Let’s say you receive an inheritance while also receiving disability benefits, or you expect an inheritance soon after receiving an approval for your disability claim application.
You may wonder, “How does an inheritance affect my Social Security disability benefits?”
The answer depends on which of the two disability benefits programs you are enrolled in: Social Security disability insurance (SSDI) or Supplemental Security Income (SSI).
In this article, we’ll discuss the possibilities for each type of disability benefit. We’ll also touch on how SSI recipients can benefit from an inheritance without losing their benefits.
Please note that this article is purely informational and does not constitute legal advice in any way. If you require legal counsel, please seek a qualified disability benefits attorney.
Let’s begin by diving into how Social Security defines an inheritance.
What is an Inheritance?
Social Security defines an inheritance as “cash, a right, or a noncash item(s) received as the result of someone’s death.”
An inheritance is considered a “death benefit.” Until the inheritance has a value (i.e. is usable for the heir’s basic needs such as food or shelter), it isn’t considered income or a resource. The inheritance is income only in the first month it has value.
If the inheritance was considered a resource for an heir or beneficiary immediately prior to the death of the person leaving the inheritance, it will not be considered income. This can occur with eligible couples or through deeming of resources. However, the rule does not apply to proceeds from a life insurance policy.
A house bequeathed in an inheritance must be valued under the PMV rule within the month of receiving it if the individual is using that house for shelter.
This is just basic information, and each situation of inheritance is unique. You may want to consult an attorney to navigate your particular circumstances.
Now that we’ve established Social Security’s definition of inheritance, we can unpack how the receipt of an inheritance affects SSDI benefits.
Receiving an Inheritance Does Not Affect SSDI Benefits
To apply for SSDI, individuals must have paid into the Social Security system over a long period of time (at least 10 years, with some exceptions) prior to their disability.
In other words, those who are SSDI-eligible have a significant work history in which Social Security was taken out of their paycheck. Because SSDI funding comes from citizens who pay into the system, it is considered an entitlement program.
SSI, on the other hand, is a needs-based program. We’ll discuss what this means in greater detail in the next section.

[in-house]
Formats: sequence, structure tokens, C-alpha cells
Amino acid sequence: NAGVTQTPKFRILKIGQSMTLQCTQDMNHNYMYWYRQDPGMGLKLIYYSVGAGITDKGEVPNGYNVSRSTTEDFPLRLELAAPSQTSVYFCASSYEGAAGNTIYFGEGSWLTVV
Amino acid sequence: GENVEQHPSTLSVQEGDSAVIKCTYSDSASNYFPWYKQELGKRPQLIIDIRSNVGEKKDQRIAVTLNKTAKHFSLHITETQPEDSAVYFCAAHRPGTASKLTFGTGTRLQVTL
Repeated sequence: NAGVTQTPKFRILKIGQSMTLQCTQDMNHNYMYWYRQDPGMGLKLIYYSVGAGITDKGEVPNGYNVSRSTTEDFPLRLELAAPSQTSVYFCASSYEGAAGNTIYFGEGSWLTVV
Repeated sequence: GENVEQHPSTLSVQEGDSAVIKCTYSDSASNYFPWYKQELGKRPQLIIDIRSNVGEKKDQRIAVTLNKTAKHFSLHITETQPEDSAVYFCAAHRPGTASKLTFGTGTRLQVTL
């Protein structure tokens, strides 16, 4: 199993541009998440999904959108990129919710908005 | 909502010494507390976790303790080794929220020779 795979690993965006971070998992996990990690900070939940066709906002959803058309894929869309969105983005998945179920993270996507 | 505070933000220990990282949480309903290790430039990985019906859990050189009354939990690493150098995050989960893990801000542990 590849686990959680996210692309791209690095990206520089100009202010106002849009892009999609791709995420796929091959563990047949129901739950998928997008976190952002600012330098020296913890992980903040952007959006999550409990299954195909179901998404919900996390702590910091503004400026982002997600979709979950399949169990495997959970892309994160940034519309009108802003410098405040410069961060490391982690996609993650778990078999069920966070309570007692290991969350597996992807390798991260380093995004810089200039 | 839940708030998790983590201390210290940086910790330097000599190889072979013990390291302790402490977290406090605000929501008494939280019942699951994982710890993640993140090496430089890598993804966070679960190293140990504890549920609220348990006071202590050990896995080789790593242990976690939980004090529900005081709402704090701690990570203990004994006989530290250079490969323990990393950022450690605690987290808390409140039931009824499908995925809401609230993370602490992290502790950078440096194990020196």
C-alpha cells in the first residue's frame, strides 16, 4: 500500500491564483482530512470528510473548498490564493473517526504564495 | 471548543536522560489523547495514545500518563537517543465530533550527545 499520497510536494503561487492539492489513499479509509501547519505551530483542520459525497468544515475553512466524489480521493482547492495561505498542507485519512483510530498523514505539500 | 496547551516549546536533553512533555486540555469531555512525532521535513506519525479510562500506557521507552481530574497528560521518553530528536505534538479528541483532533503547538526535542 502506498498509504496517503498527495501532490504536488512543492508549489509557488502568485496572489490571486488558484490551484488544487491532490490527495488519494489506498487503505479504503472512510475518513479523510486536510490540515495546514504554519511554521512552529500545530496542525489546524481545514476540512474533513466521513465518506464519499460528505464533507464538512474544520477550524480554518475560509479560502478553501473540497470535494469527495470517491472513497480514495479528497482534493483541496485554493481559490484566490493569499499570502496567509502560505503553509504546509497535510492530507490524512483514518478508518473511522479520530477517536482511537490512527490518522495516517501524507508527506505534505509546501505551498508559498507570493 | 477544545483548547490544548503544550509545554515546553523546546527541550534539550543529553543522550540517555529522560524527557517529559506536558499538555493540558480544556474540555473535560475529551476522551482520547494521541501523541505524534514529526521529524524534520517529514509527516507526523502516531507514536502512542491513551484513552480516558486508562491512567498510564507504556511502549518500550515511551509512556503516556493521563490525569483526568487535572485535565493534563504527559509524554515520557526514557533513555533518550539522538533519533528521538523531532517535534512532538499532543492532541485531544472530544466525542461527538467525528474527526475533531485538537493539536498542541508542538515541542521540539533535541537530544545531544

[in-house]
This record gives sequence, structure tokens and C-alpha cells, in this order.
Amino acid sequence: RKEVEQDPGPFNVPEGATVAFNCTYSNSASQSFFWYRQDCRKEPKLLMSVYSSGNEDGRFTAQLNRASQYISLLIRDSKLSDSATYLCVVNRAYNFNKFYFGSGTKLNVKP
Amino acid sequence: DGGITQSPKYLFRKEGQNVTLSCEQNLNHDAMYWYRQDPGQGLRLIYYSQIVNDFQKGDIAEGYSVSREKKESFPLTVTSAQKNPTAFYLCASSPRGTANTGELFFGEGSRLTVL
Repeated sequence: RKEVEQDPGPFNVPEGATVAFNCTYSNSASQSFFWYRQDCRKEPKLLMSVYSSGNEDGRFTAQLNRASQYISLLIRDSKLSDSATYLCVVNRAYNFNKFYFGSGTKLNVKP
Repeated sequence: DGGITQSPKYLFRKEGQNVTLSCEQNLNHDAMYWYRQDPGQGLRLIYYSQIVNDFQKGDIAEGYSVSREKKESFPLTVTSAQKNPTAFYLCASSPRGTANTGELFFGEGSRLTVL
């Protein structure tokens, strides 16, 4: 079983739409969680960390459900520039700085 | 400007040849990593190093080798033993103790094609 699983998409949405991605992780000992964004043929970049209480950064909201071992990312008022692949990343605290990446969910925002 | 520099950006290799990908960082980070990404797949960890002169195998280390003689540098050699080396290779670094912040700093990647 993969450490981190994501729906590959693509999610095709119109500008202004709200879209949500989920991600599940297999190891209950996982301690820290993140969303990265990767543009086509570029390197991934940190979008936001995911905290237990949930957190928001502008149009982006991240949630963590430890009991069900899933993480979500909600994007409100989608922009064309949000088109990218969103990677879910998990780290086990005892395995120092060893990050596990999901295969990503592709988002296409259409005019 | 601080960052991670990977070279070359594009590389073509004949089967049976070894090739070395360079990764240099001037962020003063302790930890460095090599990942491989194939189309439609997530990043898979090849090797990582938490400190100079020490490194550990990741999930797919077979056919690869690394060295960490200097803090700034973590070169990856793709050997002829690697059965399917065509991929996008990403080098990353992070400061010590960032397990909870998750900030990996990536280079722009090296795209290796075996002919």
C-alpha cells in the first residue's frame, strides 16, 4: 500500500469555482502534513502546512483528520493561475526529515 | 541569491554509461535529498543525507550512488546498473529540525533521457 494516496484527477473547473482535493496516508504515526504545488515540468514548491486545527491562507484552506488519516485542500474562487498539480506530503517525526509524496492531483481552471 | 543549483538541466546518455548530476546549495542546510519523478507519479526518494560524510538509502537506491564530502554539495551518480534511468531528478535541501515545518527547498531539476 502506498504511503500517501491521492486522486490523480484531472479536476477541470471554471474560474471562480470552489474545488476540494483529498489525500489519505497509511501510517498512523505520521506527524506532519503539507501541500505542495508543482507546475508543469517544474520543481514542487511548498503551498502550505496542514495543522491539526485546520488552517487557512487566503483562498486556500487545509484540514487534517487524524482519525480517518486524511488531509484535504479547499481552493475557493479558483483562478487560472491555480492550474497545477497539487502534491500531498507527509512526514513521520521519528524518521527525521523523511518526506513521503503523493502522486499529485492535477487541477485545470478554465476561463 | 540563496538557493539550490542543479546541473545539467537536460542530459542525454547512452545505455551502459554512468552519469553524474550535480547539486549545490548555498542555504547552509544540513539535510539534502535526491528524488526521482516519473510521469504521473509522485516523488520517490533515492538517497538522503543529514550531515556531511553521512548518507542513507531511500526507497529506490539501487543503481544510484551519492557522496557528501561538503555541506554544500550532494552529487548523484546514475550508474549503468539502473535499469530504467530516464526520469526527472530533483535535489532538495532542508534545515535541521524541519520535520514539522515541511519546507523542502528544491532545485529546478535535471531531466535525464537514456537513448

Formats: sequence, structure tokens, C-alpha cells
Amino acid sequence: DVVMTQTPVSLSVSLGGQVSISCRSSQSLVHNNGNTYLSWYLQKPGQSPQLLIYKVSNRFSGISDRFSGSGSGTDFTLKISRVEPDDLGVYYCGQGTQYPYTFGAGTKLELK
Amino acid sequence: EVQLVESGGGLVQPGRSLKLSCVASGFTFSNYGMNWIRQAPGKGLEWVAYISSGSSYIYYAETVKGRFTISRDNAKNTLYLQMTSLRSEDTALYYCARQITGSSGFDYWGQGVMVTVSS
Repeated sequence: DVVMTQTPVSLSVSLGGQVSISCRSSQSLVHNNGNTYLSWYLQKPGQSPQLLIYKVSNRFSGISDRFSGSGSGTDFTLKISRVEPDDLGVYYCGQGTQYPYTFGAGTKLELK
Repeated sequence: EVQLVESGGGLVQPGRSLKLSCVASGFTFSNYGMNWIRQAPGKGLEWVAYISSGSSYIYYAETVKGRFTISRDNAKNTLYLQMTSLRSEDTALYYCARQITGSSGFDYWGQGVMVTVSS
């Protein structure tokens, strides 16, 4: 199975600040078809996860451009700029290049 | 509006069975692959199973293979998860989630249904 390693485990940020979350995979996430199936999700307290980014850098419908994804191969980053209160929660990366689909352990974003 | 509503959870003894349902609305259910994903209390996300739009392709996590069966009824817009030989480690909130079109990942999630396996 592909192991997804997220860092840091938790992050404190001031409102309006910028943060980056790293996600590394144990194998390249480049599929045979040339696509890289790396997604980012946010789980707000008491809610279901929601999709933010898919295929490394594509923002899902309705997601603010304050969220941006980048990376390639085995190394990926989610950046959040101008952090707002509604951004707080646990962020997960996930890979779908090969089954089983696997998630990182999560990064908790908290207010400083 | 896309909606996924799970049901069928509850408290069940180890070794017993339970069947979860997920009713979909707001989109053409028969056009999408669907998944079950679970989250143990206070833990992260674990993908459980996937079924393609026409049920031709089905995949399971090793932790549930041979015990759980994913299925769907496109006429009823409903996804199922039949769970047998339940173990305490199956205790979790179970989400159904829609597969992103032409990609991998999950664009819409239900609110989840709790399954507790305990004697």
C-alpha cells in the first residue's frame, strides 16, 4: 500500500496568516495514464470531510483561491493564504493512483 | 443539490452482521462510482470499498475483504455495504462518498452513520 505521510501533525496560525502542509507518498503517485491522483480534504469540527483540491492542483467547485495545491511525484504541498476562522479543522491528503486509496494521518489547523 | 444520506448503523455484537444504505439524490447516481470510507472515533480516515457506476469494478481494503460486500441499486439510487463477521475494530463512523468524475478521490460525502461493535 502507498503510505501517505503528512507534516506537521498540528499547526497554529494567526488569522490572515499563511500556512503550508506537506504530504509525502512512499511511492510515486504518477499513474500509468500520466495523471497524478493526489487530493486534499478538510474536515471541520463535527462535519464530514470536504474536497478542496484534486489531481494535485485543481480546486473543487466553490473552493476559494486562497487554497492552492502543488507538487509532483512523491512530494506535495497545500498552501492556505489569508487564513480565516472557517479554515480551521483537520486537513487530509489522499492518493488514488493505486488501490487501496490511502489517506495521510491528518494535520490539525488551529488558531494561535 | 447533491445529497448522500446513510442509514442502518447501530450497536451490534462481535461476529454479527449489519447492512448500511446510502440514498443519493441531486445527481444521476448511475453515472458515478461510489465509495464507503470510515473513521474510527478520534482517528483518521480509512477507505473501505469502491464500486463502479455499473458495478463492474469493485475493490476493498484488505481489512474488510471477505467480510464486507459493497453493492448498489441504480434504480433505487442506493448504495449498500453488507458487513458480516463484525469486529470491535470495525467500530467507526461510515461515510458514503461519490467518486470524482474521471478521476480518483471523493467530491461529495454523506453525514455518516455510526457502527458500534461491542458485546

Since the primary eligibility factor for SSDI (aside from having a qualifying disability) is work history, the only income that affects SSDI benefits is earned income. That is, any income you make from a job as an employee or from your own self-employment.
This is one of the four common ways to lose your SSDI benefits:
- You engage in substantial gainful activity (SGA).
As stated above, earned income affects SSDI benefits. Disability benefits are designed to assist those who cannot work enough to provide for themselves. If you receive disability benefits and earn any amount over the SGA limit, your benefits will be terminated. The SGA amounts for 2022 are $2,260 for blind individuals and $1,350 for non-blind individuals.
- You no longer have a qualifying disability.
Your eligibility for SSDI depends on your ability to work. With new treatment options becoming available, there is an increased possibility of recovery for a variety of conditions. If your condition (whether physical or mental) improves enough so that you can return to work full-time, your benefits will be terminated.
- You reach retirement age.
Once you reach full retirement age (FRA), you will be switched from SSDI to retirement benefits. If you were born from 1943 to 1954, the FRA is 66. If you were born from 1955 to 1960, the FRA increases gradually until it caps at 67, meaning that the FRA for all those born after 1960 is 67. You can read more about disability benefits and retirement in our article on the topic.
- You are convicted of a serious crime.
Crimes that result in felony charges and imprisonment can result either in a temporary hold on your benefits or permanent termination of benefits.
If you apply for SSDI, your assets (including your inheritance, income from investments, and your spouse’s income) do not count against your eligibility.
Because an inheritance is not earned income from engaging in SGA, it will not affect your SSDI benefits.
It’s a different story with SSI. Let’s dive into the impact of an inheritance on SSI benefits.
How An Inheritance May Affect Your SSI Benefits
As we said before, SSI is a needs-based program. It is intended for those who are aged, blind, or disabled and have little or no income or resources. Therefore, the primary eligibility factor for SSI is the amount of income and resources an individual has.
For the purposes of SSI, Social Security considers the following as income:
- Money you earn through working
- Money received from the government, worker’s compensation, or family and friends
- Free food or shelter
The monthly income limit for SSI is $841 for individuals and $1,261 for eligible married couples. This is the same as the Federal Benefit Rate (FBR), which is the maximum amount of benefits a recipient can receive per month.
Social Security considers things that you own as resources, including:
- Bank accounts, stocks, and bonds
- Personal property
- Life insurance
- Anything else you own that could be converted into cash and used for food or shelter